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David J. Cyr's avatar

By David J. Cyr, December 13, 2010 at 10:51 am Link to this comment

In No Act of Rebellion Is Wasted, Chris Hedges wrote:

“All energy directed toward reforming political and state structures is useless. All efforts to push through a “progressive” agenda within the corridors of power are naive. Trust in the reformation of our corporate state reflects a failure to recognize that those who govern, including Barack Obama, are as deaf to public demands and suffering as those in the old Communist regimes.”
____________

Every act of rebellion is wasted, as long as too many millions mindlessly counter-rebellious obediently support the corporate (R) & (D) party.

There are no rebels in Congress.

Bernie (s)anders avidly supports the Pentagon’s “Dream Act” resource war recruitment legislation.

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Lafayette's avatar

By Lafayette, December 13, 2010 at 10:36 am Link to this comment

POETIC LICENSE

CH: It was then that I knew that no act of rebellion, however futile it appears in the moment, is wasted. It was then that I knew that the Communist regime was finished.

Very poetic, Chris ... but America today is not Czechoslovakia of 1989. And to make parallels between the Communist Regime of then and American Plutocracy today is ... uh, not justified. Even if those parallels might seem, at first glance, appropriate.

The fundamental difference remains that the Czechs today elect their government, as we do, which they did not in 1989. We elected the political class that, plied with the promise to share the booty, allowed our democracy to be plundered by private-enterprise pirates.

It all went on right under our noses and with our consent. Why?

That is the question to be asked/answered. There is no BigBrother dictatorship in America. There is, however, collusion between various democratic institutions (namely the Senate and the Supreme Court) to aid and abet the dominance of a well-heeled plutocracy.

The Roberts court needs is ridden with an overbearing rightist coterie of court judges who confuse freedoms. Any judge who would vote in favor of indiscriminate use of corporate funds (in support of a particular political agenda) under the misguided notion that such constitutes “freedom of speech” is unfit to be a member of that august body.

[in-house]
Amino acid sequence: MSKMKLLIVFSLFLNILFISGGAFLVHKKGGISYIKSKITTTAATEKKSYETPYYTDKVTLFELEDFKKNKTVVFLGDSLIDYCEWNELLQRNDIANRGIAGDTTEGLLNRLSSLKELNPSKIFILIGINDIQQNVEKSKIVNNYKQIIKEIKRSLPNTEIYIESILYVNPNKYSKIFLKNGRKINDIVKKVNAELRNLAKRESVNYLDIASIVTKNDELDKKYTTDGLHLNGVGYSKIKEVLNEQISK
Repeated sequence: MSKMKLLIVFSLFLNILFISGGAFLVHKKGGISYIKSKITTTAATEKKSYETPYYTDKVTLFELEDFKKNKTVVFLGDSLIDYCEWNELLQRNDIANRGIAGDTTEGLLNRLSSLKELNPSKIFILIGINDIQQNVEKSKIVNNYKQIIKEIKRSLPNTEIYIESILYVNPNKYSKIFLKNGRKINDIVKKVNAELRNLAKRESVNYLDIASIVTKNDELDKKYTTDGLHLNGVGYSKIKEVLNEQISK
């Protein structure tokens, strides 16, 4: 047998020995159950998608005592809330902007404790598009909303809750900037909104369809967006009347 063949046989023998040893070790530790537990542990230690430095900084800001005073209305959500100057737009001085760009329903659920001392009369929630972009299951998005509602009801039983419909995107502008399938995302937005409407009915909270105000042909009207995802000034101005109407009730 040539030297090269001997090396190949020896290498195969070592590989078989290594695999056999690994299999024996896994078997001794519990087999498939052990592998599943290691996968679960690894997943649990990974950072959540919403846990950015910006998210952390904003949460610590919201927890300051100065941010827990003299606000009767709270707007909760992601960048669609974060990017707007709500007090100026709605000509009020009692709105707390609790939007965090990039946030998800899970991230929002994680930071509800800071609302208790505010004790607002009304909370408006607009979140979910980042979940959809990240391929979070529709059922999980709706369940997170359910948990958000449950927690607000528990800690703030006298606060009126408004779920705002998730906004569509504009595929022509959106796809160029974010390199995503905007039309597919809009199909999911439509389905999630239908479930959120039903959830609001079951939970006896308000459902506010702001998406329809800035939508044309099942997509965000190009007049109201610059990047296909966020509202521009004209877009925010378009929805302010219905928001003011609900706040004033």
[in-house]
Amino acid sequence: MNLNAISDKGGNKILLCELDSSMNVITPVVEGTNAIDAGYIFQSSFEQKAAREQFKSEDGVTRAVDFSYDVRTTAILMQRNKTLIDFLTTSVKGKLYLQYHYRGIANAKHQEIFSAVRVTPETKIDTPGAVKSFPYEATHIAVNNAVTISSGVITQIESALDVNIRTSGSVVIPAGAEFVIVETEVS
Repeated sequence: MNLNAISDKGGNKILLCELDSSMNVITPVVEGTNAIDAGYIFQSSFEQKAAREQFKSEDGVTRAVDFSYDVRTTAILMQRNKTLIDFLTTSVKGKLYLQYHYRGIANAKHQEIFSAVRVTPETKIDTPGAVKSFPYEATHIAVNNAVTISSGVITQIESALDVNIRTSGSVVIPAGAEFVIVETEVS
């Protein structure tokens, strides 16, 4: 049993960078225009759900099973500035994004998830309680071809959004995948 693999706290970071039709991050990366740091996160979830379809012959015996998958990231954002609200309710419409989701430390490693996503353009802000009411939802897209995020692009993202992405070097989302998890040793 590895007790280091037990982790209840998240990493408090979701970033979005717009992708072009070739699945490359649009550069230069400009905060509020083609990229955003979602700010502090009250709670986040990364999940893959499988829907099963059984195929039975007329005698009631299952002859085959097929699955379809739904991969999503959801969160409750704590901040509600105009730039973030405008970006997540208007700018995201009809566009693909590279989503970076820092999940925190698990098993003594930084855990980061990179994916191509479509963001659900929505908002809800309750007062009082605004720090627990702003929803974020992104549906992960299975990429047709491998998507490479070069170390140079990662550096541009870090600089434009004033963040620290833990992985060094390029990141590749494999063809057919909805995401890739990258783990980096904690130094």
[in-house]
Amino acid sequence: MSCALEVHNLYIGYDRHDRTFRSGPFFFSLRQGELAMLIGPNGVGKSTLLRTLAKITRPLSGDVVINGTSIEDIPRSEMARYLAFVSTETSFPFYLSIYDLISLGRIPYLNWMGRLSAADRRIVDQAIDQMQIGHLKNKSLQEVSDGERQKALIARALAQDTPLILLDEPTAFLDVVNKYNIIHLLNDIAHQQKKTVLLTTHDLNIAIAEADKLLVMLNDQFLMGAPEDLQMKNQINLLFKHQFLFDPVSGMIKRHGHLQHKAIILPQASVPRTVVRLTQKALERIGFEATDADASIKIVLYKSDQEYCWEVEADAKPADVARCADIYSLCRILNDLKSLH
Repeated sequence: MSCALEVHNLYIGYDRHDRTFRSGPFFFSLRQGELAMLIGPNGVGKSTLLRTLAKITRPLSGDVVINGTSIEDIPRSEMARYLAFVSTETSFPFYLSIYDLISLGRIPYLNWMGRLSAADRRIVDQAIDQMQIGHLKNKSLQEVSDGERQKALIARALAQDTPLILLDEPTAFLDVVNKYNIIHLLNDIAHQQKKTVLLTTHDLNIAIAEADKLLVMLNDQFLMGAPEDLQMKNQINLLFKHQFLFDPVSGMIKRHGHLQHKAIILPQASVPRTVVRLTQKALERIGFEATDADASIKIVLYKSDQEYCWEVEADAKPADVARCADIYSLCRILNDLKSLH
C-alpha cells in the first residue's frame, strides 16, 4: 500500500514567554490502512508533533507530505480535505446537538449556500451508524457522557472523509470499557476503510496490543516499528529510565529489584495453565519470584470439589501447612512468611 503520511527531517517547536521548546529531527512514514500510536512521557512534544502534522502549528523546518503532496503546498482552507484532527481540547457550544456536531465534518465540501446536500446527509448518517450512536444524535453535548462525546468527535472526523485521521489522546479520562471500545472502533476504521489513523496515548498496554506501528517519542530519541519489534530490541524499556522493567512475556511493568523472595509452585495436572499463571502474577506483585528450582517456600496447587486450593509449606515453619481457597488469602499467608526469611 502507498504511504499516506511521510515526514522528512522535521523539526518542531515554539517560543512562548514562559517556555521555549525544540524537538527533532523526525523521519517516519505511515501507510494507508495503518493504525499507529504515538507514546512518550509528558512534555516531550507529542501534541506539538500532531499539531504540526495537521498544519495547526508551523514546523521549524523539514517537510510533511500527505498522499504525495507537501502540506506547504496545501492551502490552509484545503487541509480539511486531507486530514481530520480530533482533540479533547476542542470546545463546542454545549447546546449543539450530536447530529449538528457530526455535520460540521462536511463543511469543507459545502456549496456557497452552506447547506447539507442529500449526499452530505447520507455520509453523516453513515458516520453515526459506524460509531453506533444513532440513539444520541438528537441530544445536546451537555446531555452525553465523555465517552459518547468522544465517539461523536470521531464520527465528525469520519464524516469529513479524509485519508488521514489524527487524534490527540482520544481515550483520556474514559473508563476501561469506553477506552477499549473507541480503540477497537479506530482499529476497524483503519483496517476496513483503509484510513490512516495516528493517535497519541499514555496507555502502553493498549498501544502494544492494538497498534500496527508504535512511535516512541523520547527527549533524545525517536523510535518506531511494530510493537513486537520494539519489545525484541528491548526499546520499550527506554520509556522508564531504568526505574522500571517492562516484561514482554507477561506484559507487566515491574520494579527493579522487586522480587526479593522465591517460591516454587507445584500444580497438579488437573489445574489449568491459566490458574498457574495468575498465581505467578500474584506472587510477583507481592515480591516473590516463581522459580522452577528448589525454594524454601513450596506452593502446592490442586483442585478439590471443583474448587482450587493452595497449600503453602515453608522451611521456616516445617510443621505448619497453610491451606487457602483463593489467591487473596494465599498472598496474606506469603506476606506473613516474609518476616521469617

The constitution never intended to accord civil rights to anyone but American civilians. Corporations may seem to be physical entities, but they are non-physical paper-creations with the right to hold property—but no right to freedom of speech in an election campaign.

[Elected members of Congress have the duty to listen to corporate points-of-view towards the passage of legislation that is in the interest of all citizens, but to favor private enterprise over the interests of the general public is not justifiable in a functional democracy.]

Moreover, in terms of economic utility it can be well argued that far too much concentration of private enterprise leads to rent-seeking oligopolies. So, the “Bigger is better” argument behind the corporate buy-out fever in America has left our nation less competitive, thus resulting in far higher general costs of goods and services. How is that in the interest of the general public that people pay more for less?

Particularly when that concentration favoured profit-making at the expense of American consumers but the benefit of a rent-seeking corporate plutocracy that influenced elected officials (who turned a blind eye) to the willful destruction of market competitiveness.

Sorry Chris, getting Americans so hot under the collar that they would descend into the streets in protest—as the French do at any suitable occasion—just wont work.

Americans are too fat, too dumb and too happy for that to happen.  “We have met the enemy and he is us”

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rico, suave's avatar

By rico, suave, December 13, 2010 at 10:01 am Link to this comment

“We opened up our society to ordinary people not because we deified the wisdom of the Founding Fathers or the sanctity of the Constitution. We opened it up because of communist, socialist and anarchist leaders like Big Bill Haywood and his militant unionists in the Industrial Workers of the World (IWW).”

I’m sorry. That was very painful to read. There is an alternate universe described in that statement that I will never understand.

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By Tom Patteson, December 13, 2010 at 9:29 am Link to this comment
(Unregistered commenter)

December 16th is a terrible time to hold this rally, terrible!  Plan another one. Give
us more warning. AND DO NOT PLAN IT AROUND CHRISTMAS!

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COinMS's avatar

By COinMS, December 13, 2010 at 9:20 am Link to this comment

I hope that there is a huge turnout. As Chris has noted before, the establishment, the ‘powers that be’ have been quite successful in not allowing any single personality to rise to the top amongst the Left in the U.S., thereby keeping the chances of organized resistance to the regime at a minimum. Maybe this is an awakening moment. Similar efforts in recent years have been a disappointment. Maybe, just maybe, the momentum is growing and will pick up steam.

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By aacme88, December 13, 2010 at 9:08 am Link to this comment

“To stand in a park on a cold December morning, to defy that which we must defy, to do this with others, brings us solace, and perhaps even peace.”

Reading these words I was transported back to San Francisco, 1985, and the massive Pledge of Resistance Demonstrations against the illegal wars in Central America.